The Bride of Lammermoor HTML version

Chapter 26
Why flames yon far summit--why shoot to the blast
Those embers, like stars from the firmament cast?
'Tis the fire-shower of ruin, all dreadfully driven
From thine eyrie, that beacons the darkness of Heaven.
THE circumstances announced in the conclusion of the last chapter will account
for the ready and cheerful reception of the Marquis of A---- and the Master of
Ravenswood in the village of Wolf's Hope. In fact, Caleb had no sooner
announced the conflagration of the tower than the whole hamlet were upon foot
to hasten to extinguish the flames. And although that zealous adherent diverted
their zeal by intimating the formidable contents of the subterranean apartments,
yet the check only turned their assiduity into another direction. Never had there
been such slaughtering of capons, and fat geese, and barndoor fowls; never
such boiling of "reested" hams; never such making of car-cakes and sweet
scones, Selkirk bannocks, cookies, and petticoat-tails--delicacies little known to
the present generation. Never had there been such a tapping of barrels, and
such uncorking of greybeards, in the village of Wolf's Hope. All the inferior
houses were thrown open for the reception of the Marquis's dependants, who
came, it was thought, as precursors of the shower of preferment which hereafter
was to leave the rest of Scotland dry, in order to distil its rich dews on the village
of Wolf's Hope under Lammermoor. The minister put in his claim to have the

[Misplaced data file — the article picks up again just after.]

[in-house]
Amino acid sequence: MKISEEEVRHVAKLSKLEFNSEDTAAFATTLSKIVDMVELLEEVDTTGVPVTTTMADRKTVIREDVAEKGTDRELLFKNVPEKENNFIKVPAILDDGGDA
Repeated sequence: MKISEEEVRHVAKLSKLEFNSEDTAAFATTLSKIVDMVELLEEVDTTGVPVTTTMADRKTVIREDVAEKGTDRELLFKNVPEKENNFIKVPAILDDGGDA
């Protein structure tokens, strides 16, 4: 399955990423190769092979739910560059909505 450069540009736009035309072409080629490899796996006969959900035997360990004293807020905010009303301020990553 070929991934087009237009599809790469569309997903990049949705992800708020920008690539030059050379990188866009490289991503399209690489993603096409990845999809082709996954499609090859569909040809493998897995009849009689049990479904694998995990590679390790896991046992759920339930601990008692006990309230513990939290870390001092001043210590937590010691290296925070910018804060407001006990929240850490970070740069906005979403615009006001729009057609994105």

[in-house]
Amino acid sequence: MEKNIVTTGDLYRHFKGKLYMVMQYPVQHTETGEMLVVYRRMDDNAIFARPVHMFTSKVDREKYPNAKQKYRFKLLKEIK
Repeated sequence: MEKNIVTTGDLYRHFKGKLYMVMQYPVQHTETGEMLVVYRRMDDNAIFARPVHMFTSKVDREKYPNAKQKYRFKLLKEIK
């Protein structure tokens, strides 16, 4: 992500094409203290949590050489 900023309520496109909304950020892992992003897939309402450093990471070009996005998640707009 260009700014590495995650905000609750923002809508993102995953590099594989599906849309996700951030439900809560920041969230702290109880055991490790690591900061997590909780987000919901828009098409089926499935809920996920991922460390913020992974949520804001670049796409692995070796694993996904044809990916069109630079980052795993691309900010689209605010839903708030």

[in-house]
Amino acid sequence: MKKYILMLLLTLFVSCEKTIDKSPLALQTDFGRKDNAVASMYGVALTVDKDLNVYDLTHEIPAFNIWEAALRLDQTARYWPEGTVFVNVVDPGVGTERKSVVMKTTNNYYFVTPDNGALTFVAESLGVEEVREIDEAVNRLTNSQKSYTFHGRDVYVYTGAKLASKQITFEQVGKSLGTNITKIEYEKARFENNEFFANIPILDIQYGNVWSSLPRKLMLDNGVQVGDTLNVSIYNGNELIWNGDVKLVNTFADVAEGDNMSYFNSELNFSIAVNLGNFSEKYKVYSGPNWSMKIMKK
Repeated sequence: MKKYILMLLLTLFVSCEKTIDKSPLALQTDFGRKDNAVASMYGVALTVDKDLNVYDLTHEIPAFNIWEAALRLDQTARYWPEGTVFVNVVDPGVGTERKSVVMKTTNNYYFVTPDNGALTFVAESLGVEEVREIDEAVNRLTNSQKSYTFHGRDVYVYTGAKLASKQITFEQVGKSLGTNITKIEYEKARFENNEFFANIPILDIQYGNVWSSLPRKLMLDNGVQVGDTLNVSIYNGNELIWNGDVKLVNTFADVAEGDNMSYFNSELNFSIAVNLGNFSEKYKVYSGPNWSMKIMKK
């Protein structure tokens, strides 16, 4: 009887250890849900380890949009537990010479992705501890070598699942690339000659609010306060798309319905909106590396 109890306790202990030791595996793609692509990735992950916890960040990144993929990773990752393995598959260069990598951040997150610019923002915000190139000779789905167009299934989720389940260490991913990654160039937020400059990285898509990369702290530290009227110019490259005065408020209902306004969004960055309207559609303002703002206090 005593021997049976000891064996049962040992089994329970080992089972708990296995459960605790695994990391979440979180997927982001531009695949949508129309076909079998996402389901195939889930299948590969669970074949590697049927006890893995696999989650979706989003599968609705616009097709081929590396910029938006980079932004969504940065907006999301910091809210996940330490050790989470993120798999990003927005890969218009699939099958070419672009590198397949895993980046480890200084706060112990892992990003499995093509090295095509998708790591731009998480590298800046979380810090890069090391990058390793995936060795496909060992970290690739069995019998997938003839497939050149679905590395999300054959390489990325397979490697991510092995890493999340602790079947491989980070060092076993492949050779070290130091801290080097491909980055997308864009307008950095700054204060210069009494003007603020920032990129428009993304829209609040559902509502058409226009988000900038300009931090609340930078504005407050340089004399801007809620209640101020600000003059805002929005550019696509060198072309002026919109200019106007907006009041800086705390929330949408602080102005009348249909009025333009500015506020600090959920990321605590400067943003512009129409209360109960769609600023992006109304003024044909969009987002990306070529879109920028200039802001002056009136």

guests of distinction lodged at the manse, having his eye, it was thought, upon a
neighbouring preferment, where the incumbent was sickly; but Mr. Balderstone
destined that honour to the cooper, his wife, and wife's mother, who danced for
joy at the preferences thus assigned them.
Many a beck and many a bow welcomed these noble guests to as good
entertainment as persons of such rank could set before such visitors; and the old
dame, who had formerly lived in Ravenswood Castle, and knew, as she said, the
ways of the nobility, was in no whit wanting in arranging matters, as well as
circumstances permitted, according to the etiquette of the times. The cooper's
house was so roomy that each guest had his separate retiring-room, to which
they were ushered with all due ceremony, while the plentiful supper was in the
act of being placed upon the table.
Ravenswood no sooner found himself alone than, impelled by a thousand
feelings, he left the apartment, the house, and the village, and hastily retraced his
steps to the brow of the hill, which rose betwixt the village and screened it from
the tower, in order to view the final fall of the house of his fathers. Some idle boys
from the hamlet had taken the same direction out of curiosity, having first
witnessed the arrival of the coach and six and its attendants. As they ran one by
one past the Master, calling to each other to "Come and see the auld tower blaw
up in the lift like the peelings of an ingan," he could not but feel himself moved
with indignation. "And these are the sons of my father's vassals," he said--"of
men bound, both by law and gratitude, to follow our steps through battle, and fire,